They say that true beauty will never seek attention – it just gets it. This applies in no subtle way to the debut eponymous album from Naarm’s Rin McArdle.
Created and formed in the mind of McArdle, that was where the collection of songs was expected to exist – far from the ears of anyone else. With some prodding from her inner circle, McArdle decided to release it to the masses, giving us a glimpse into something that was truly unobserved, and therefore truly unfucked with by things like expectations, metrics, charts or any of those icky things that inevitably impact the final product.
From the opening looping, twangy guitar chords of starter ‘Splinter’, it’s clear we’re under attack of raw, uncomfortable emotion – granted, it might take some until the introduction of the dear-diary lyrics, but either way, at some point throughout the album, it becomes a searing tryst with honesty.
Testament to what can be done with timber and steel, McArdle has created a vivid, thorough world with enough spaces to get lost between. This isn’t an escape. It’s an ice bath; the only way to get out of it, is to first get into it.
And into it we got …
You have a lot of experience writing and performing music, but You’ve got your name on this. There’s nothing to hide behind. Does this feel different?
Rin McArdle: Absolutely. It’s an extremely personal record. So personal that I didn’t even record it with the intention of releasing it. A friend of mine, Angie McMahon was like, you should do a record. And I was like, I should do a record.
It was just like therapy, honestly. It scared the fuck out of me when I listened back to it to the point that I was like, I can’t release this. It just felt way too raw and way too personal. It feels like I’m very vulnerable and very exposed. It’s very different, but it feels really good.
Normally I don’t really spend much time on actual album names. They tend to just be an afterthought. But when it’s self-titled, that’s a statement. What was it about this that you thought you were going to stake your name to it, so to speak?
Rin: It’s my first record I produced and played all the instruments on it. But more than that, it’s like my truth as well. It feels like a lot of the record is me saying things that I felt like I couldn’t necessarily say before or that I wasn’t able to say before.
My mom called me once and she was like, Rini, I know what you got to call your album. And I was like, what? And she was like, you need to call it Hear My Pain. I was like … I’ll think about it.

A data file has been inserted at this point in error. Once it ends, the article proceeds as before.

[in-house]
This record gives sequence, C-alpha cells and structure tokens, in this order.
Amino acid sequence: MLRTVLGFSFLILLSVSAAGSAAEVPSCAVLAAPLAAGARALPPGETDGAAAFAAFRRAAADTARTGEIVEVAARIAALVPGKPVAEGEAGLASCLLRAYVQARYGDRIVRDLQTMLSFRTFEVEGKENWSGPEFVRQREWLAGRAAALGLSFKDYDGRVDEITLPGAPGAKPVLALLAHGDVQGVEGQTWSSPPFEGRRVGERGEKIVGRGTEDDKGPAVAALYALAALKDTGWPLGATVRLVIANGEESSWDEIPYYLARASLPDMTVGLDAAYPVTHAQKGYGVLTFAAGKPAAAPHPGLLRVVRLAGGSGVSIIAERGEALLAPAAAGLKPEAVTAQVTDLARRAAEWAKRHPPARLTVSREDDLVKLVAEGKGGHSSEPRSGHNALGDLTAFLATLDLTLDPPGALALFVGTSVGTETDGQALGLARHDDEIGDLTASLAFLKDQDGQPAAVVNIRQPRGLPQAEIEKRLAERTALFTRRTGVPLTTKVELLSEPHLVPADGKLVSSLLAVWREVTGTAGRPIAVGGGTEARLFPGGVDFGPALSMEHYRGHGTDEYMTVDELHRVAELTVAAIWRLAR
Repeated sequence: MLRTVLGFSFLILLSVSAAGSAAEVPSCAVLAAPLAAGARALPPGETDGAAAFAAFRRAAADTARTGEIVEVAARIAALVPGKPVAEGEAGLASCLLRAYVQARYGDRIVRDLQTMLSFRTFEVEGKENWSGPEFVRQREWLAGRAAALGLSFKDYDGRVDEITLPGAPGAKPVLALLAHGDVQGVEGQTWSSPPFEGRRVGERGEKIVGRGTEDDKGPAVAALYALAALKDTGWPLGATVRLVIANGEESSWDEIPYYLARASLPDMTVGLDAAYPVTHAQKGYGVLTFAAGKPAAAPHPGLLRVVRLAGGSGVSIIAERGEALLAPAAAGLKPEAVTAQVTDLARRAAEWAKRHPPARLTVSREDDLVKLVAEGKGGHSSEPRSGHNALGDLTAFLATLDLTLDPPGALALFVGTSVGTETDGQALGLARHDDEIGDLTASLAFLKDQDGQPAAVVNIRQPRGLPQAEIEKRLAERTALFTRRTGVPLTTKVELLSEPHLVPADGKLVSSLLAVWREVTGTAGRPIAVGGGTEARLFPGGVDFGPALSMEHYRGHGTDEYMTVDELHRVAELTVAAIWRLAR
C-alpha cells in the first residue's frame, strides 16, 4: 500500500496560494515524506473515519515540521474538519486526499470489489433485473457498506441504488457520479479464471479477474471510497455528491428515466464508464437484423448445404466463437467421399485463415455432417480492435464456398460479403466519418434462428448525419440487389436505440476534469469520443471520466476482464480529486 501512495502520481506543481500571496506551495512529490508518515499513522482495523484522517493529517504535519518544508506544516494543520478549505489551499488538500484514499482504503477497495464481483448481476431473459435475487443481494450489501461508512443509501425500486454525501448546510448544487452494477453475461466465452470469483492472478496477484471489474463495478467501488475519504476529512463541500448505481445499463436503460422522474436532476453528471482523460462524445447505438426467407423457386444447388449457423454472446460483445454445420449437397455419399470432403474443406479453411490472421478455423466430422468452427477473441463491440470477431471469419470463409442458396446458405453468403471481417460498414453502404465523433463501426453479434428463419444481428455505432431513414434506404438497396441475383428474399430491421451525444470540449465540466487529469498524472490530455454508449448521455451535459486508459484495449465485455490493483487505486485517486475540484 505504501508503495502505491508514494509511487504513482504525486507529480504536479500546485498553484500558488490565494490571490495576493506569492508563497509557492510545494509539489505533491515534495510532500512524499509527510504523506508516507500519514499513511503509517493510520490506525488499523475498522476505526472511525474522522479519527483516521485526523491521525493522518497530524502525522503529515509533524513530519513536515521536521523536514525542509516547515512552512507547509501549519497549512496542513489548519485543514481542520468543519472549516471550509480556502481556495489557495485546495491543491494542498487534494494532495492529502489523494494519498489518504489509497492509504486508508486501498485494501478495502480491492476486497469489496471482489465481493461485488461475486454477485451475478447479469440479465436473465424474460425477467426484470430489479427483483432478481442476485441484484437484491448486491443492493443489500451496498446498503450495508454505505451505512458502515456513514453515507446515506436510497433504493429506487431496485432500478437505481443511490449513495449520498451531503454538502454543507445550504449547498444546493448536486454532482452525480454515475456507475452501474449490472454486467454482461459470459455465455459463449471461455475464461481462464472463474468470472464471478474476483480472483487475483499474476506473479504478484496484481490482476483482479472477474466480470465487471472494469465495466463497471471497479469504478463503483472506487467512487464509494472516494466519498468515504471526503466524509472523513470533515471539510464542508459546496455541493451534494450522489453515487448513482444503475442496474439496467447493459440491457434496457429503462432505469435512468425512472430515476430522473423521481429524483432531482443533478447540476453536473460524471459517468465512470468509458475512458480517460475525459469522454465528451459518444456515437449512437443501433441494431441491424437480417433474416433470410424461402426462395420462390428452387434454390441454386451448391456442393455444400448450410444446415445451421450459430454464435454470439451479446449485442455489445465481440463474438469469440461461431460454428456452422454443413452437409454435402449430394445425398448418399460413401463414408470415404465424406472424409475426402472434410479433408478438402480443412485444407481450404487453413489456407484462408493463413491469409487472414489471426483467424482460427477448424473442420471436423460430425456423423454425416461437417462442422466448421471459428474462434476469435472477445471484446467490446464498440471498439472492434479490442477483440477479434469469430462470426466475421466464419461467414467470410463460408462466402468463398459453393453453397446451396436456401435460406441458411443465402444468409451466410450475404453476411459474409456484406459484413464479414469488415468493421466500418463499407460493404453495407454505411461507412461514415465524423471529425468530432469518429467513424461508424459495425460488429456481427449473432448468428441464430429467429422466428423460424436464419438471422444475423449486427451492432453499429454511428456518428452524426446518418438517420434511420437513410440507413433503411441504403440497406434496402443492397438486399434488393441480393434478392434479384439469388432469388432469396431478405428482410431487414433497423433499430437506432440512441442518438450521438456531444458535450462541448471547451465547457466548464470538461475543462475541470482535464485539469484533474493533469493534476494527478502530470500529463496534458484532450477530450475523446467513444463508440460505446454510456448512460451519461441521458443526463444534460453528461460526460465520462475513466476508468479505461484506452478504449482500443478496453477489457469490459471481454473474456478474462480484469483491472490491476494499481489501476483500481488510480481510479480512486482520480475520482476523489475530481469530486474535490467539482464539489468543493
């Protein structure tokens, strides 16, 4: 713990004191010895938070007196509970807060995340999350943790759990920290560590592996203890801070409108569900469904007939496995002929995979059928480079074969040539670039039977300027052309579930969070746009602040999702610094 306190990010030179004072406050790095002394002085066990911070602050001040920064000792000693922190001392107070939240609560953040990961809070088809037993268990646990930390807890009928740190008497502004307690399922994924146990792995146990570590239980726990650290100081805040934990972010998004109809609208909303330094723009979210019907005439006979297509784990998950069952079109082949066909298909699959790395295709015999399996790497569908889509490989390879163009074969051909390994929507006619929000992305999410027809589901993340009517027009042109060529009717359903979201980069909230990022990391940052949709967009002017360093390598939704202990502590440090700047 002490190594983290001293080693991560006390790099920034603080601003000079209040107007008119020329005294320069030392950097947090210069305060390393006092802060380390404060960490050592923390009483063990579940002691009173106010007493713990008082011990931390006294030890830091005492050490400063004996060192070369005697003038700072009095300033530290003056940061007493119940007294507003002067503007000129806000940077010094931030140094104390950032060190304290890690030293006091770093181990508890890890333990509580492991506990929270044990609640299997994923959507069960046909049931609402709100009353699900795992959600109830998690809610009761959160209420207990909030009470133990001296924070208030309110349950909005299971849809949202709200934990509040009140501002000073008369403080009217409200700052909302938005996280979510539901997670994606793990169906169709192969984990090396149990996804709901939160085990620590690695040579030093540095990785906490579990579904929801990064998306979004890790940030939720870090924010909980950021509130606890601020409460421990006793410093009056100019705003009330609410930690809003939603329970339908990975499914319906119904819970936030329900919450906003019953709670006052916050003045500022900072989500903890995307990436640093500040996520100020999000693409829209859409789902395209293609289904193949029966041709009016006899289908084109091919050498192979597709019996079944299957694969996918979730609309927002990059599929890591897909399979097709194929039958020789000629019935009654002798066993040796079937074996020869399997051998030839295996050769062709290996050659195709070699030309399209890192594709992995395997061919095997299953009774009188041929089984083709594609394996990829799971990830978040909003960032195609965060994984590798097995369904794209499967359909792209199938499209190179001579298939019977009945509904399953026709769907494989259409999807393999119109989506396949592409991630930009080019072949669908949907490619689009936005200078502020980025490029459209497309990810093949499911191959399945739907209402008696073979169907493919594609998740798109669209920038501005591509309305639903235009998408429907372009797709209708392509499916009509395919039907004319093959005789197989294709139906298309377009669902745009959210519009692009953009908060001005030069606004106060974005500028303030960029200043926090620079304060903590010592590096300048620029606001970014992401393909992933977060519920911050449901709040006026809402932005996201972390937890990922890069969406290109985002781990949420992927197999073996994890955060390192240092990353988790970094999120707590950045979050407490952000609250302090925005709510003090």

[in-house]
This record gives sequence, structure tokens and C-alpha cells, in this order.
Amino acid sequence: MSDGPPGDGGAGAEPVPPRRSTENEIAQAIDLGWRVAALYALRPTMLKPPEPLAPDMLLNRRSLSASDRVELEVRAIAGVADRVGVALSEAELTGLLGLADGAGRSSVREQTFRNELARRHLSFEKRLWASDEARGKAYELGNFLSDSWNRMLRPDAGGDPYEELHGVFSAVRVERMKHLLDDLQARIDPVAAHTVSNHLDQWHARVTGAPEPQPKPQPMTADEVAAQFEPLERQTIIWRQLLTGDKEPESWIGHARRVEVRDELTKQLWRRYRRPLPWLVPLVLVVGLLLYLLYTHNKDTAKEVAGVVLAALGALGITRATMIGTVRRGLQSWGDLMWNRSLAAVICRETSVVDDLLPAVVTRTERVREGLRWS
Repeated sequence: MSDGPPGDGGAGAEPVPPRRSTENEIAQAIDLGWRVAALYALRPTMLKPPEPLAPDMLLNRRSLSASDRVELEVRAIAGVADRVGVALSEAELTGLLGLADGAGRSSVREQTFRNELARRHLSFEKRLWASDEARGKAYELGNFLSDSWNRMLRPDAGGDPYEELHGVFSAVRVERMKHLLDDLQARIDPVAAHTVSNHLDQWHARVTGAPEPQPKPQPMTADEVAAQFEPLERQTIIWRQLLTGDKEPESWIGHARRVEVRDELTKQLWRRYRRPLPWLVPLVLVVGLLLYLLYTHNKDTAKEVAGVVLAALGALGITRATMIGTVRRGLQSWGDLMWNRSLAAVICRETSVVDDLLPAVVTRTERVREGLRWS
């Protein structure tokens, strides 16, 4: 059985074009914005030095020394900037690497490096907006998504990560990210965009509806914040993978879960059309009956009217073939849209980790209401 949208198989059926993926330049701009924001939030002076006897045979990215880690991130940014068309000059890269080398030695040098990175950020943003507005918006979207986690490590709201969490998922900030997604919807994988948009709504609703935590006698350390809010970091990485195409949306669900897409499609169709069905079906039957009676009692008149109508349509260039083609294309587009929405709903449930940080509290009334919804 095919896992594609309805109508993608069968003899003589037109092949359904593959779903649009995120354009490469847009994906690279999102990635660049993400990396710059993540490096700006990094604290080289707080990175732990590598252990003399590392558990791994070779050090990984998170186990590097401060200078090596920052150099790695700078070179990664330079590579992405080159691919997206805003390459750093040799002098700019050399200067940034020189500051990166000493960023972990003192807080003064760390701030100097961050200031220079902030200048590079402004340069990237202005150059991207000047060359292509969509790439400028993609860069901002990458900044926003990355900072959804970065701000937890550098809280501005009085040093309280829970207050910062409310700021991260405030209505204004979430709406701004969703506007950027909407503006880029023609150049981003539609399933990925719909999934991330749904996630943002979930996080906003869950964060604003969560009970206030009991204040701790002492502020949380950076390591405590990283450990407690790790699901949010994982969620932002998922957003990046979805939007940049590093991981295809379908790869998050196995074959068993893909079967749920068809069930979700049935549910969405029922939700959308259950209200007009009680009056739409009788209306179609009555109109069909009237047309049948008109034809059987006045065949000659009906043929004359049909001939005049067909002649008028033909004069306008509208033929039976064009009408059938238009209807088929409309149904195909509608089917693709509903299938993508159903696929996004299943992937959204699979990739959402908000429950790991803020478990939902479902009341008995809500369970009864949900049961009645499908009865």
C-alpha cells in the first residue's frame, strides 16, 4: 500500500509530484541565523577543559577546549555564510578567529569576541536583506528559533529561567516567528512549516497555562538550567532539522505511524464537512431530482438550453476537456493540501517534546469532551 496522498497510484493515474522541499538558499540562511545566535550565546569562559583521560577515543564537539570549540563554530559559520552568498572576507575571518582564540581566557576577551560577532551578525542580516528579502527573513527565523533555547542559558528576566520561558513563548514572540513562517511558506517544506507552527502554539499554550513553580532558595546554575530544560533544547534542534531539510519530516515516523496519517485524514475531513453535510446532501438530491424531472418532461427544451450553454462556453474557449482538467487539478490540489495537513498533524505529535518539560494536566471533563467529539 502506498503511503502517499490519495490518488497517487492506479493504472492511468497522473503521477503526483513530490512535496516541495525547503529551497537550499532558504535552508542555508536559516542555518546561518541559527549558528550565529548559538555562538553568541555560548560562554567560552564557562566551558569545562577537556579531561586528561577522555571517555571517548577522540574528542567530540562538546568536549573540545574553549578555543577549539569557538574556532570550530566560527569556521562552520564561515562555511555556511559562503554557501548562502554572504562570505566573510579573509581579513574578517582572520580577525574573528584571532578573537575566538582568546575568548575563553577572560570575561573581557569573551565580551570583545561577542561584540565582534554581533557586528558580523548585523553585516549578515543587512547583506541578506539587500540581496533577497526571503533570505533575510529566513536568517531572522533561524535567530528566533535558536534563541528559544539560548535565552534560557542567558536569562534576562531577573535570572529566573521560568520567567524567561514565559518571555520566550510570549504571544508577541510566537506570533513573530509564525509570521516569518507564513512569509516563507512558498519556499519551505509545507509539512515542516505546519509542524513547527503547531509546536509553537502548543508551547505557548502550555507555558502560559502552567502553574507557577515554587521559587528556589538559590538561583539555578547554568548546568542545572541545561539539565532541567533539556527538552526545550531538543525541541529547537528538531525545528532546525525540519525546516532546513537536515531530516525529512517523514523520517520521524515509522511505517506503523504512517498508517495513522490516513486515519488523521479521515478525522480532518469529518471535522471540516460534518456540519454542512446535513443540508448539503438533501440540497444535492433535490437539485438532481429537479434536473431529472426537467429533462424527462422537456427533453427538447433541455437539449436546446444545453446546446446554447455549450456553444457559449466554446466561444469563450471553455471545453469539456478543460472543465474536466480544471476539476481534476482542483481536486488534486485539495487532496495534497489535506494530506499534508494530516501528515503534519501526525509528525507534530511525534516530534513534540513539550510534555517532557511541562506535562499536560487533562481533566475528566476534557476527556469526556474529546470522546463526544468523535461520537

You look at City and Color for example; artists that put a barrier between themselves and the music with a nom de plume. Are you able to protect yourself at all with a barrier? Do you somehow get rid of a little bit of the ownership of Rin because you’re sharing it with the public?
Rin: In my mind, only my friends will listen to it. But that’s what I choose to tell myself. It’s taken a lot for me to get to this point, but I truly am just at a place of like fuck it. I don’t care. I’m not doing anything wrong. I felt really guilty about being so brutally honest. But then I was like, actually no, I’m just telling the truth and that’s okay. And I’ve come to terms with it now. I’m putting it out. It’s going to be fine. Everything’s okay.
What were some of the stories that you didn’t really feel comfortable approaching previously?
Rin: ‘Perpetual Propensity’ is a song that for me, felt like I was being really specific. There’s nothing poetic about it. It’s literally just ‘this is what happened’. That I was the most hesitant to put out
Another song on there called October … ones that are really dark, that I wrote when I was in a dark place. Being on the other side of it now when I listen back I’m like, fuck I was very not having a nice time then. But at the same time, to not include those songs it’s not the truth. It’s not necessarily how I feel now, but it was a moment in time and it’s too late now.
There was no demoing, there was no nothing. You went in, you threw shit around. And what stuck, stuck. On paper, that’s awesome. But in practice, how do you do that?
Rin: I hear how it’s going to sound in my head. So it’s not too scary because I trust myself. And at that time I literally was just making it, for me. It’s like art therapy, it’s like I spent lots of money to go into a studio and just throw paint at a wall. I wasn’t like, I’m trying to do this kind of sound or make this kind of record. I had no idea how any of the songs were going to turn out. But I find that super fun.
With demoing, you’re already censoring yourself. You’re putting limits in what you’re going to do …
Rin: You’re absolutely right. I find it a bit restrictive. It takes you further away from your instincts. Whereas if you’re just like, this is what I feel like I’m going to do. You’re just building. You’re building and building. You have all this stuff and then it’s a little puzzle and you just put things where you want to put them … It’s really fun.